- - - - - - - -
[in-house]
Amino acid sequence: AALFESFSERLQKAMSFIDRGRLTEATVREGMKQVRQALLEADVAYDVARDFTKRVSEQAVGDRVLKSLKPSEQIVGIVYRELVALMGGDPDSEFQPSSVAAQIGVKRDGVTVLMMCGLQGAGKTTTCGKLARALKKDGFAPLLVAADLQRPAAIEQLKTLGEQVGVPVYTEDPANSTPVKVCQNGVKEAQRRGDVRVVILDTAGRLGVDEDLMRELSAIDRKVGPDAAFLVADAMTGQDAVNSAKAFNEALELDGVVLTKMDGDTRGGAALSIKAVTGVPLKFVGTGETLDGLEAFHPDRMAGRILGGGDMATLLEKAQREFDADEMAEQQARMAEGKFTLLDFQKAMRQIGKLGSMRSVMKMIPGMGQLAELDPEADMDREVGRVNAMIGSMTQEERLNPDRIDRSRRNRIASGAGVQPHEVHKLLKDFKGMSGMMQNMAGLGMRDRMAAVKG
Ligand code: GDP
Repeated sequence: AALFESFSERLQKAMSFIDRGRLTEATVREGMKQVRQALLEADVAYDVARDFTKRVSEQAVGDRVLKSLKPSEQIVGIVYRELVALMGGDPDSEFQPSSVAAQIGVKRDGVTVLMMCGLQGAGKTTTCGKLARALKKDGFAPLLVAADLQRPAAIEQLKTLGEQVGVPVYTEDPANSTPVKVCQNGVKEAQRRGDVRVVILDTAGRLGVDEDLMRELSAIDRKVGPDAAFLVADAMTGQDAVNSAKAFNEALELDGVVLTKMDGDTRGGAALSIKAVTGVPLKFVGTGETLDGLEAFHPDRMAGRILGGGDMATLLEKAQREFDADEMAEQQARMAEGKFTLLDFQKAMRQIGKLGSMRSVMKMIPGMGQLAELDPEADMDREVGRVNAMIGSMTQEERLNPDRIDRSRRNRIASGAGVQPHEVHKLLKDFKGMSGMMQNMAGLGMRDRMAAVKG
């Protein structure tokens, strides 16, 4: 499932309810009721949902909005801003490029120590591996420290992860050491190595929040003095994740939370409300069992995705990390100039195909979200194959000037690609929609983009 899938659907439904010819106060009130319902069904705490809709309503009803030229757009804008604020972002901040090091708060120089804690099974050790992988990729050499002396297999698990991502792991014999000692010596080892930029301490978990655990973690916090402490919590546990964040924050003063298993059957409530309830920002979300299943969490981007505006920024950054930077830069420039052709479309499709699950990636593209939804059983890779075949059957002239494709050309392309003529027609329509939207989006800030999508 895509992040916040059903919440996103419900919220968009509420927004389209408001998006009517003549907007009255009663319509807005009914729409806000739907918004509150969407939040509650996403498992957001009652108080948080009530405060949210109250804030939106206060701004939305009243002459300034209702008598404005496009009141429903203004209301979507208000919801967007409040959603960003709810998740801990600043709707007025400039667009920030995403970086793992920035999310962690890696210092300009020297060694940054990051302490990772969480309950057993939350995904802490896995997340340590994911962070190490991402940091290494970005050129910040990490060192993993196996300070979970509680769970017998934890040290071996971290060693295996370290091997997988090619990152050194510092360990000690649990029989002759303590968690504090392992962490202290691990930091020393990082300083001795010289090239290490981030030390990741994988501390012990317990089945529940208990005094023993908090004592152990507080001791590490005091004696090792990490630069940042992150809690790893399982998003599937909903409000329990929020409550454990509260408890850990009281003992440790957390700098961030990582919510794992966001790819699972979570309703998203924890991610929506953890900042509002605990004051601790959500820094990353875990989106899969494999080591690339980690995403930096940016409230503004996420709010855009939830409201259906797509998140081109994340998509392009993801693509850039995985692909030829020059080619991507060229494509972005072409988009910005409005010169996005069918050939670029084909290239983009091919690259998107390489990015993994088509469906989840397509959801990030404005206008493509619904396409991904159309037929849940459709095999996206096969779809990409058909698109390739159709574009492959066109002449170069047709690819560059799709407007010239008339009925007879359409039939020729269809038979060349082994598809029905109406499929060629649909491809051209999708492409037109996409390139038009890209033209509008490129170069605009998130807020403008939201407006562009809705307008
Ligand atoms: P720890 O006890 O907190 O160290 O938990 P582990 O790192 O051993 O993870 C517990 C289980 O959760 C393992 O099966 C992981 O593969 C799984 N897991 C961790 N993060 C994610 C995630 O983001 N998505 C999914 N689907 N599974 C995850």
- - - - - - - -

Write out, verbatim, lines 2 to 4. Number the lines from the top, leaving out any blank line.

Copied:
Amino acid sequence: AALFESFSERLQKAMSFIDRGRLTEATVREGMKQVRQALLEADVAYDVARDFTKRVSEQAVGDRVLKSLKPSEQIVGIVYRELVALMGGDPDSEFQPSSVAAQIGVKRDGVTVLMMCGLQGAGKTTTCGKLARALKKDGFAPLLVAADLQRPAAIEQLKTLGEQVGVPVYTEDPANSTPVKVCQNGVKEAQRRGDVRVVILDTAGRLGVDEDLMRELSAIDRKVGPDAAFLVADAMTGQDAVNSAKAFNEALELDGVVLTKMDGDTRGGAALSIKAVTGVPLKFVGTGETLDGLEAFHPDRMAGRILGGGDMATLLEKAQREFDADEMAEQQARMAEGKFTLLDFQKAMRQIGKLGSMRSVMKMIPGMGQLAELDPEADMDREVGRVNAMIGSMTQEERLNPDRIDRSRRNRIASGAGVQPHEVHKLLKDFKGMSGMMQNMAGLGMRDRMAAVKG
Ligand code: GDP
Repeated sequence: AALFESFSERLQKAMSFIDRGRLTEATVREGMKQVRQALLEADVAYDVARDFTKRVSEQAVGDRVLKSLKPSEQIVGIVYRELVALMGGDPDSEFQPSSVAAQIGVKRDGVTVLMMCGLQGAGKTTTCGKLARALKKDGFAPLLVAADLQRPAAIEQLKTLGEQVGVPVYTEDPANSTPVKVCQNGVKEAQRRGDVRVVILDTAGRLGVDEDLMRELSAIDRKVGPDAAFLVADAMTGQDAVNSAKAFNEALELDGVVLTKMDGDTRGGAALSIKAVTGVPLKFVGTGETLDGLEAFHPDRMAGRILGGGDMATLLEKAQREFDADEMAEQQARMAEGKFTLLDFQKAMRQIGKLGSMRSVMKMIPGMGQLAELDPEADMDREVGRVNAMIGSMTQEERLNPDRIDRSRRNRIASGAGVQPHEVHKLLKDFKGMSGMMQNMAGLGMRDRMAAVKG